Further EU Clarification For Financial Services Firms in a No Deal Brexit
03/07/2019The European Securities and Markets Authority has published a statement on its approach to certain provisions of the Markets in Financial Instruments package and the Benchmarks Regulation in the event of a no-deal Brexit. The statement covers the following:
1. The carve out for UK derivatives under MiFID II, Annex, Section C, paragraph 6 (usually known as the "REMIT carve out")
The Markets in Financial Instruments Directive provides that derivatives that: (i) qualify as wholesale energy products; (ii) are traded on an organized trading facility; and (iii) are physically settled, will not be classed as financial instruments. The classification means that activity involving such derivatives will be out of scope of the MiFID II requirements. ESMA has confirmed that derivatives contracts based on electricity or natural gas that are traded on a U.K. OTF would no longer fall within this exclusion on a no deal Brexit because they may not meet the relevant conditions.
2. The trading obligation for derivatives and U.K. trading venues
The Markets in Financial Instruments Regulation requires investment firms to conclude transactions in certain derivatives on regulated markets, multilateral trading facilities, OTFs or third-country venues in jurisdictions benefiting from an EU equivalence decision. No U.K. venues have been so designated. The trading obligation applies to certain fixed-to-float interest rate swaps denominated in EUR, USD and GBP and to index credit default swaps (iTraxx Europe Main and iTraxx Europe Crossover). The trading obligation for both IRS and CDS applied from January 3, 2018, except where the clearing obligation for a particular class of derivatives has not yet entered into force, in which case the trading obligation will apply from the date that the clearing obligation begins for that class of derivatives.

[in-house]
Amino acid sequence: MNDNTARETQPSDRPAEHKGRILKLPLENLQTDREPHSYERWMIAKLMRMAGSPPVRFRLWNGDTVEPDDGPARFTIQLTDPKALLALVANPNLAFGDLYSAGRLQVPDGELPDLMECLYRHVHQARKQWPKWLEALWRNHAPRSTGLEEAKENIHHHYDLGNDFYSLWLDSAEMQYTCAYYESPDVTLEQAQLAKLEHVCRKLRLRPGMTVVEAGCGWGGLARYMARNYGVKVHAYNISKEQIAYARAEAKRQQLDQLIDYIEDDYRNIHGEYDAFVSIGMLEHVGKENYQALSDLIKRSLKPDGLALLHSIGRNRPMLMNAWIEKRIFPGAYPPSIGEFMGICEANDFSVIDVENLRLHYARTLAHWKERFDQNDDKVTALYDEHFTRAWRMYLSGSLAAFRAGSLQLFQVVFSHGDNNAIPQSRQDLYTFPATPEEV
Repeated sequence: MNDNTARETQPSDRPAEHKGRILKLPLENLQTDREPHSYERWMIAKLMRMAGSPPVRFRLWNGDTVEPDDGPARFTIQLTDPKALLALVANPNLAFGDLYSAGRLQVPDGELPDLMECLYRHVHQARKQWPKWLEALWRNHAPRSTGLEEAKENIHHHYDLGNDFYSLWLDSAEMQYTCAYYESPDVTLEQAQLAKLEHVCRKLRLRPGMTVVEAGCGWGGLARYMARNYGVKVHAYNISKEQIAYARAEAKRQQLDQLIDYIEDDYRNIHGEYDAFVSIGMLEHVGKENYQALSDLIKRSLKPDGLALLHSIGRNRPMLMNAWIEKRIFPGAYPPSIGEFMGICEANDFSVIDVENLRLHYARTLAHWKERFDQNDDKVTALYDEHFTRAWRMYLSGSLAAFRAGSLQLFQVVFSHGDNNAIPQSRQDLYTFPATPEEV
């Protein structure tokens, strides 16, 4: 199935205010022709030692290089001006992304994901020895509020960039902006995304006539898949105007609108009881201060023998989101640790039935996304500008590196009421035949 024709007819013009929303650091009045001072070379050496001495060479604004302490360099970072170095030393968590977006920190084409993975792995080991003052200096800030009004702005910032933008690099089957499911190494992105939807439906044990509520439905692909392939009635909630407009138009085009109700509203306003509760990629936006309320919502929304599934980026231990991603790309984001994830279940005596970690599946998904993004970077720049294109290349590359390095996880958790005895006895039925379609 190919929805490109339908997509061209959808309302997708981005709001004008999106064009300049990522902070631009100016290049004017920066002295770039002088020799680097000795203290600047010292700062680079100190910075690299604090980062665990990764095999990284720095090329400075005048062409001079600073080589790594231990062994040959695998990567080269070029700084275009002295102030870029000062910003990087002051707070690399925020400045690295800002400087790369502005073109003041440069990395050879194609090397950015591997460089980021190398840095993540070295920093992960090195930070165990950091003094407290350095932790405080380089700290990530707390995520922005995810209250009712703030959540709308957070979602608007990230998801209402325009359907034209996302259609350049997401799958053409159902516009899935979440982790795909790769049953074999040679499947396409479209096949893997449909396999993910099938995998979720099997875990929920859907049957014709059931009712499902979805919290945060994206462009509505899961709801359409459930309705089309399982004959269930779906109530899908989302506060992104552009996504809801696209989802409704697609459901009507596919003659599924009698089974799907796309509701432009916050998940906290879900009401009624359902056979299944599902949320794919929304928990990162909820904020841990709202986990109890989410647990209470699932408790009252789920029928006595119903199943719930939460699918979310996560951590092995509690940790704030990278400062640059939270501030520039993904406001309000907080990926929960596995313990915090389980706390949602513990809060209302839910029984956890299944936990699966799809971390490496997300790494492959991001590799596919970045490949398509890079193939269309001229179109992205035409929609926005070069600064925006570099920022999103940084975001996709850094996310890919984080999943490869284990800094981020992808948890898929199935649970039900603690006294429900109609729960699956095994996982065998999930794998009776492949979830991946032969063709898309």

ESMA notes that most of the trading of derivatives subject to the trading obligation takes place on U.K. trading venues. It has asserted in its paper that most of these venues are in the process of establishing new venues in the EU27 and intend to offer the same services in the EU27. This assertion is somewhat strange, in the sense that relocation steps are not being taken universally in the industry and no material movement of liquidity from the U.K. to the EU has yet been observed. ESMA are however correct to note that there are certain EU27 trading venues that offer trading for the relevant derivatives. ESMA has determined that it does not consider that market participants are in jeopardy of being unable to comply with their trading obligation in a no deal situation and no equivalence decision. However, it intends to monitor the situation, and, in particular, the effect on any liquidity of markets.
3. The position limits regime and post-trade transparency for OTC transactions and the impact of these on U.K. ETDs
ESMA has confirmed that, in the absence of any assessment of U.K. trading venues as equivalent, EU27 investment firms will not be required to make transactions executed on a U.K. trading venue public in the EU27 via an EU Approved Publication Arrangement and that commodity derivatives traded on U.K. trading venues will not be considered as economically equivalent OTC (EEOTC) contracts for the EU position limits regime. ESMA has also confirmed that EU27 investment firms trading with U.K. counterparties will be required to make public OTC transactions via an EU APA.4. Use of third-country (U.K.) benchmarks under the BMR
ESMA confirms that it will remove all U.K. benchmark administrators from its register of EU administered benchmarks because the administrators will no longer be EU administrators but will be third-country administrators, for which different provisions apply. It is possible that some U.K. benchmarks will be endorsed or approved under one of the third country regimes at or around the time of Brexit. However, in the absence of this taking place, ESMA considers however that the transitional provision in BMR, which expires on January 1, 2020, will apply to U.K. benchmarks, allowing EU supervised entities to use them, even if they are not included in ESMA's register or otherwise approved as third country benchmarks. Similarly, during the BMR transitional period, EU27 supervised entities will be able to use third-country benchmarks that have been endorsed or recognized in the U.K. prior to the U.K. leaving the EU and which will also be deleted from ESMA's register.
View ESMA's statement.
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